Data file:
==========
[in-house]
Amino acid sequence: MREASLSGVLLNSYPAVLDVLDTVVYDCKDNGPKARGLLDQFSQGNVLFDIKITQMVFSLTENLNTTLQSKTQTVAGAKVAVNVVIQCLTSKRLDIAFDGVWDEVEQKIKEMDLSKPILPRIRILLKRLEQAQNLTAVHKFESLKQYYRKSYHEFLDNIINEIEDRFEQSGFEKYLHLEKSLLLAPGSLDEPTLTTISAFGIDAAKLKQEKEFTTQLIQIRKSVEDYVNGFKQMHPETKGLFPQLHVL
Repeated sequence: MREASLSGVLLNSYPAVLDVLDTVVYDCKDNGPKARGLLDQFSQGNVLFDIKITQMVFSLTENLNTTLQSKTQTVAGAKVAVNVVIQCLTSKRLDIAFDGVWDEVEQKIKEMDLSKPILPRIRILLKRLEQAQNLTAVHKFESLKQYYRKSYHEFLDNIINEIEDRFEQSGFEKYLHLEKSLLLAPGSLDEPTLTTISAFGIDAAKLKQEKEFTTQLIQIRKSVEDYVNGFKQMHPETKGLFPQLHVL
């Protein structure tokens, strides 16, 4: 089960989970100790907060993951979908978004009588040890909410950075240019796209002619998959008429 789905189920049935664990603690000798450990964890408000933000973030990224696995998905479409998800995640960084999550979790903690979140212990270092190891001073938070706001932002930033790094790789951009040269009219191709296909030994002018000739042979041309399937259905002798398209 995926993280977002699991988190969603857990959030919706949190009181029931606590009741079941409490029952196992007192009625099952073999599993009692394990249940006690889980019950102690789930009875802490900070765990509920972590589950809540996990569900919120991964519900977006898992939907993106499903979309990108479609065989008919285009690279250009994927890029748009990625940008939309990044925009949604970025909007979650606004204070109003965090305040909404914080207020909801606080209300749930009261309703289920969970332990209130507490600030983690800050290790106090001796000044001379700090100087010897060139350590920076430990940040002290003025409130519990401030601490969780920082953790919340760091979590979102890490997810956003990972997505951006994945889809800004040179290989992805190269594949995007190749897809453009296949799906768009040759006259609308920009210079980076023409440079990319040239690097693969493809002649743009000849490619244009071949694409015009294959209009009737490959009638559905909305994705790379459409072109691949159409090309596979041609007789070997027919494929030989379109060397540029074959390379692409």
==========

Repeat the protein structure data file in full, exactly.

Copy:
[in-house]
Amino acid sequence: MREASLSGVLLNSYPAVLDVLDTVVYDCKDNGPKARGLLDQFSQGNVLFDIKITQMVFSLTENLNTTLQSKTQTVAGAKVAVNVVIQCLTSKRLDIAFDGVWDEVEQKIKEMDLSKPILPRIRILLKRLEQAQNLTAVHKFESLKQYYRKSYHEFLDNIINEIEDRFEQSGFEKYLHLEKSLLLAPGSLDEPTLTTISAFGIDAAKLKQEKEFTTQLIQIRKSVEDYVNGFKQMHPETKGLFPQLHVL
Repeated sequence: MREASLSGVLLNSYPAVLDVLDTVVYDCKDNGPKARGLLDQFSQGNVLFDIKITQMVFSLTENLNTTLQSKTQTVAGAKVAVNVVIQCLTSKRLDIAFDGVWDEVEQKIKEMDLSKPILPRIRILLKRLEQAQNLTAVHKFESLKQYYRKSYHEFLDNIINEIEDRFEQSGFEKYLHLEKSLLLAPGSLDEPTLTTISAFGIDAAKLKQEKEFTTQLIQIRKSVEDYVNGFKQMHPETKGLFPQLHVL
């Protein structure tokens, strides 16, 4: 089960989970100790907060993951979908978004009588040890909410950075240019796209002619998959008429 789905189920049935664990603690000798450990964890408000933000973030990224696995998905479409998800995640960084999550979790903690979140212990270092190891001073938070706001932002930033790094790789951009040269009219191709296909030994002018000739042979041309399937259905002798398209 995926993280977002699991988190969603857990959030919706949190009181029931606590009741079941409490029952196992007192009625099952073999599993009692394990249940006690889980019950102690789930009875802490900070765990509920972590589950809540996990569900919120991964519900977006898992939907993106499903979309990108479609065989008919285009690279250009994927890029748009990625940008939309990044925009949604970025909007979650606004204070109003965090305040909404914080207020909801606080209300749930009261309703289920969970332990209130507490600030983690800050290790106090001796000044001379700090100087010897060139350590920076430990940040002290003025409130519990401030601490969780920082953790919340760091979590979102890490997810956003990972997505951006994945889809800004040179290989992805190269594949995007190749897809453009296949799906768009040759006259609308920009210079980076023409440079990319040239690097693969493809002649743009000849490619244009071949694409015009294959209009009737490959009638559905909305994705790379459409072109691949159409090309596979041609007789070997027919494929030989379109060397540029074959390379692409």